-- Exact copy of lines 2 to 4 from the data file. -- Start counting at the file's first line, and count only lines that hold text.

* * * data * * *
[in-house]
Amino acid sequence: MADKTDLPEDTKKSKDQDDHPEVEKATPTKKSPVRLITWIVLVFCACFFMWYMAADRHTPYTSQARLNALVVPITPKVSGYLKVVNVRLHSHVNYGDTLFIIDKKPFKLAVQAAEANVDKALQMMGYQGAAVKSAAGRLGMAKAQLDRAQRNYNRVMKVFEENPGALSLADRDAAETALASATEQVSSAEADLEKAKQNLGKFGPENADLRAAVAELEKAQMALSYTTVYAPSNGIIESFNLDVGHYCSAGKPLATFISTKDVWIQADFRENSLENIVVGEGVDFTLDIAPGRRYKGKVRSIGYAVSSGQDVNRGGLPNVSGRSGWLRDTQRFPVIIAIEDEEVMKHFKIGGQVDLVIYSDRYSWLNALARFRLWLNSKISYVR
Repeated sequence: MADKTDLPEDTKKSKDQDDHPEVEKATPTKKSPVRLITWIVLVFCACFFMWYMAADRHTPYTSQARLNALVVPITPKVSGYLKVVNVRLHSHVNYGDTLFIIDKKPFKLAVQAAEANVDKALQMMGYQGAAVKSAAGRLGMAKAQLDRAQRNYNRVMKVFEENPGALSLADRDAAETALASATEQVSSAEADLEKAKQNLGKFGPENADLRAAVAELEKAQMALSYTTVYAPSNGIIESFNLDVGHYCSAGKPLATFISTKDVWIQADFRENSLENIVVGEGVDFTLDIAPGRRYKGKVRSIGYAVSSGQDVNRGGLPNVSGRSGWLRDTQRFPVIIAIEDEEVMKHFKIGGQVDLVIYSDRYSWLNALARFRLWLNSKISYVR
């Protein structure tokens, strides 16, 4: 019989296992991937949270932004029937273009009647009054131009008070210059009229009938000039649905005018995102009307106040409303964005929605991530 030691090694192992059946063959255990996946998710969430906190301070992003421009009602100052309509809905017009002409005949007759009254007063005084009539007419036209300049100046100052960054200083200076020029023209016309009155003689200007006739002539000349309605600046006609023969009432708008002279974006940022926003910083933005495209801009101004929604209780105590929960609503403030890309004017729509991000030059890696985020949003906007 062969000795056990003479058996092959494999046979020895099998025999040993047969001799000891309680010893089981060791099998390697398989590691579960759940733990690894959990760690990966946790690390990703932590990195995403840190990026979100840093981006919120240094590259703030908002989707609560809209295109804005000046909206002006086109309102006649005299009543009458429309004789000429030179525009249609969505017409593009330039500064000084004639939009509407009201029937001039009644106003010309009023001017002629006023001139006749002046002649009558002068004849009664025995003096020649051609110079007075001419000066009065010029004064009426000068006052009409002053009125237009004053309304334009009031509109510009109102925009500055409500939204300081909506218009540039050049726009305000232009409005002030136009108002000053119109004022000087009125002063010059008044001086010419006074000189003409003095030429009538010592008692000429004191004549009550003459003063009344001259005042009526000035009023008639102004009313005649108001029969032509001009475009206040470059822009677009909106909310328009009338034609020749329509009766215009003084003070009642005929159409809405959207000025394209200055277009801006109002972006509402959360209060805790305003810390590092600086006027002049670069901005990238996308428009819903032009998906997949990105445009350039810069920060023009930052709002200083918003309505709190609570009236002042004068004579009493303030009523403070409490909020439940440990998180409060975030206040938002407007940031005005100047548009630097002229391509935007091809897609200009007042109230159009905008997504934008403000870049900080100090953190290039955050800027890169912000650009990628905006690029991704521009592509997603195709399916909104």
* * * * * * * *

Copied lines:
Amino acid sequence: MADKTDLPEDTKKSKDQDDHPEVEKATPTKKSPVRLITWIVLVFCACFFMWYMAADRHTPYTSQARLNALVVPITPKVSGYLKVVNVRLHSHVNYGDTLFIIDKKPFKLAVQAAEANVDKALQMMGYQGAAVKSAAGRLGMAKAQLDRAQRNYNRVMKVFEENPGALSLADRDAAETALASATEQVSSAEADLEKAKQNLGKFGPENADLRAAVAELEKAQMALSYTTVYAPSNGIIESFNLDVGHYCSAGKPLATFISTKDVWIQADFRENSLENIVVGEGVDFTLDIAPGRRYKGKVRSIGYAVSSGQDVNRGGLPNVSGRSGWLRDTQRFPVIIAIEDEEVMKHFKIGGQVDLVIYSDRYSWLNALARFRLWLNSKISYVR
Repeated sequence: MADKTDLPEDTKKSKDQDDHPEVEKATPTKKSPVRLITWIVLVFCACFFMWYMAADRHTPYTSQARLNALVVPITPKVSGYLKVVNVRLHSHVNYGDTLFIIDKKPFKLAVQAAEANVDKALQMMGYQGAAVKSAAGRLGMAKAQLDRAQRNYNRVMKVFEENPGALSLADRDAAETALASATEQVSSAEADLEKAKQNLGKFGPENADLRAAVAELEKAQMALSYTTVYAPSNGIIESFNLDVGHYCSAGKPLATFISTKDVWIQADFRENSLENIVVGEGVDFTLDIAPGRRYKGKVRSIGYAVSSGQDVNRGGLPNVSGRSGWLRDTQRFPVIIAIEDEEVMKHFKIGGQVDLVIYSDRYSWLNALARFRLWLNSKISYVR
């Protein structure tokens, strides 16, 4: 019989296992991937949270932004029937273009009647009054131009008070210059009229009938000039649905005018995102009307106040409303964005929605991530 030691090694192992059946063959255990996946998710969430906190301070992003421009009602100052309509809905017009002409005949007759009254007063005084009539007419036209300049100046100052960054200083200076020029023209016309009155003689200007006739002539000349309605600046006609023969009432708008002279974006940022926003910083933005495209801009101004929604209780105590929960609503403030890309004017729509991000030059890696985020949003906007 062969000795056990003479058996092959494999046979020895099998025999040993047969001799000891309680010893089981060791099998390697398989590691579960759940733990690894959990760690990966946790690390990703932590990195995403840190990026979100840093981006919120240094590259703030908002989707609560809209295109804005000046909206002006086109309102006649005299009543009458429309004789000429030179525009249609969505017409593009330039500064000084004639939009509407009201029937001039009644106003010309009023001017002629006023001139006749002046002649009558002068004849009664025995003096020649051609110079007075001419000066009065010029004064009426000068006052009409002053009125237009004053309304334009009031509109510009109102925009500055409500939204300081909506218009540039050049726009305000232009409005002030136009108002000053119109004022000087009125002063010059008044001086010419006074000189003409003095030429009538010592008692000429004191004549009550003459003063009344001259005042009526000035009023008639102004009313005649108001029969032509001009475009206040470059822009677009909106909310328009009338034609020749329509009766215009003084003070009642005929159409809405959207000025394209200055277009801006109002972006509402959360209060805790305003810390590092600086006027002049670069901005990238996308428009819903032009998906997949990105445009350039810069920060023009930052709002200083918003309505709190609570009236002042004068004579009493303030009523403070409490909020439940440990998180409060975030206040938002407007940031005005100047548009630097002229391509935007091809897609200009007042109230159009905008997504934008403000870049900080100090953190290039955050800027890169912000650009990628905006690029991704521009592509997603195709399916909104």